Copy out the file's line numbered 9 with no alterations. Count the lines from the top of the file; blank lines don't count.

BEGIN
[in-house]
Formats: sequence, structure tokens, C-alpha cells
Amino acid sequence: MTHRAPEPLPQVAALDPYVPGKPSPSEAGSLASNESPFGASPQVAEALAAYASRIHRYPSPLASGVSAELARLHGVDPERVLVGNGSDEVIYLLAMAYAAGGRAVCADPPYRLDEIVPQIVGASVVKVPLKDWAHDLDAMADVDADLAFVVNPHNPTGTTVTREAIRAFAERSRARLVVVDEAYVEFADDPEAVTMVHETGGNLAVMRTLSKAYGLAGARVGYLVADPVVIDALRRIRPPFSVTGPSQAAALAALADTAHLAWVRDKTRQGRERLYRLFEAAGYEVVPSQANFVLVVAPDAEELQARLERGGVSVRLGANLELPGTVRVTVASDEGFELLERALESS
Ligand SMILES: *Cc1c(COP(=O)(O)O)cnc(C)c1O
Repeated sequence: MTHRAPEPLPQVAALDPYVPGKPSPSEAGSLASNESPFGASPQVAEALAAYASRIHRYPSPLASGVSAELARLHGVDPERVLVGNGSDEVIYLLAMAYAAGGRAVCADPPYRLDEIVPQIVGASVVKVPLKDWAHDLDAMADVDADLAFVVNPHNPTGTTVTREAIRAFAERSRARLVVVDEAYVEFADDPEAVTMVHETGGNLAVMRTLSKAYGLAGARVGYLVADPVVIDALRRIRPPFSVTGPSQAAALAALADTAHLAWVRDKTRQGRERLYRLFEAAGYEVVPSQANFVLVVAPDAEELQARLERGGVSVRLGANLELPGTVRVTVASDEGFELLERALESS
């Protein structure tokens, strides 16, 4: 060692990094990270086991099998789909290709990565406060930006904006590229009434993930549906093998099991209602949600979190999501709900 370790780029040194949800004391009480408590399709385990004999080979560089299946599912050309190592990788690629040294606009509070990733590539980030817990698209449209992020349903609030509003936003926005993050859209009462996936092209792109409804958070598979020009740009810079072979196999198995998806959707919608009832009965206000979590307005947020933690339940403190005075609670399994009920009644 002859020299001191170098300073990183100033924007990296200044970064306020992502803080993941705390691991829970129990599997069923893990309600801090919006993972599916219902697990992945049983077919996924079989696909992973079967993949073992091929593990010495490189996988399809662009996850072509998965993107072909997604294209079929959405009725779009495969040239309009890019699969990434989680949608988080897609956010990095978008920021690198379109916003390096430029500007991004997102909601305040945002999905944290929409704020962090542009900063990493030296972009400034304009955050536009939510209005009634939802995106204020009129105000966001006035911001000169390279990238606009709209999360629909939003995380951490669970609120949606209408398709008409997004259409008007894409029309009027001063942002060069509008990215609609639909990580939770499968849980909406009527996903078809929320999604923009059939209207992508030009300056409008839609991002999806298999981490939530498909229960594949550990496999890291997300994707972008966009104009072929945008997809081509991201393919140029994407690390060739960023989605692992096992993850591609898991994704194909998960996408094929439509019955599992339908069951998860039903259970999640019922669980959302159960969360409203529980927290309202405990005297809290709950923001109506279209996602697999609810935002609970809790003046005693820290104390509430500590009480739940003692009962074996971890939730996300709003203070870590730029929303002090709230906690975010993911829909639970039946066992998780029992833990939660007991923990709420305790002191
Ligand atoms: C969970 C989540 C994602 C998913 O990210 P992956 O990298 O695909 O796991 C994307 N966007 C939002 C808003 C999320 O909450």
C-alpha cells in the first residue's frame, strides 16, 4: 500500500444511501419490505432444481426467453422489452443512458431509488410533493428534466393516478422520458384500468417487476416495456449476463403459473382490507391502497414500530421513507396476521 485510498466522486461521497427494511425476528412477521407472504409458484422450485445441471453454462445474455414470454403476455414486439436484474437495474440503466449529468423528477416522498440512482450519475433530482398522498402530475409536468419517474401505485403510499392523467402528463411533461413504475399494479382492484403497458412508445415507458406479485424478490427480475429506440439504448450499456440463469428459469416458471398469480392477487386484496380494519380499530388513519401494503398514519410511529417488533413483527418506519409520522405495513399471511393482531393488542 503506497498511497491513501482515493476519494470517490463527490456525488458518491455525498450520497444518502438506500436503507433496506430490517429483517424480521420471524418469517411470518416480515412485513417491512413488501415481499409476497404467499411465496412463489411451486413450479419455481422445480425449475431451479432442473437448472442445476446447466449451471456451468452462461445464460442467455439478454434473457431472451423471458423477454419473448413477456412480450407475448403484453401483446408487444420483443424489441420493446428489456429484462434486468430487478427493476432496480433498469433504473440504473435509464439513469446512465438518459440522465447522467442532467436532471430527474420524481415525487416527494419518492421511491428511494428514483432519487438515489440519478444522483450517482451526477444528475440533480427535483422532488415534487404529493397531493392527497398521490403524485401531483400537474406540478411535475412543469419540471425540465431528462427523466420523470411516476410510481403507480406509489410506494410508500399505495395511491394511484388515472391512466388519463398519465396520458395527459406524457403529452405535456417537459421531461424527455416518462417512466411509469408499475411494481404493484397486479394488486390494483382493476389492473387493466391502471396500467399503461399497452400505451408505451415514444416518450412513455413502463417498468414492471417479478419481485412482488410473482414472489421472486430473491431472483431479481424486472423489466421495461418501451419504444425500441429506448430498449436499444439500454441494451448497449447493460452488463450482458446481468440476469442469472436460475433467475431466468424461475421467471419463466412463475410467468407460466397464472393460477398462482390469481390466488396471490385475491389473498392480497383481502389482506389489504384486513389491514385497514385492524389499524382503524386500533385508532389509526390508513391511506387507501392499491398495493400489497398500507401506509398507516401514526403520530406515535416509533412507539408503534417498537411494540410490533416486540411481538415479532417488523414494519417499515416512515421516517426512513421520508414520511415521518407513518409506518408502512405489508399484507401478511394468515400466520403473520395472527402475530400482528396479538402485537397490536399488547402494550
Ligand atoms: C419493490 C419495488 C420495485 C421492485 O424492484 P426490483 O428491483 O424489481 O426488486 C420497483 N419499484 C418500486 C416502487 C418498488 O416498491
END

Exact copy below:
Ligand atoms: C419493490 C419495488 C420495485 C421492485 O424492484 P426490483 O428491483 O424489481 O426488486 C420497483 N419499484 C418500486 C416502487 C418498488 O416498491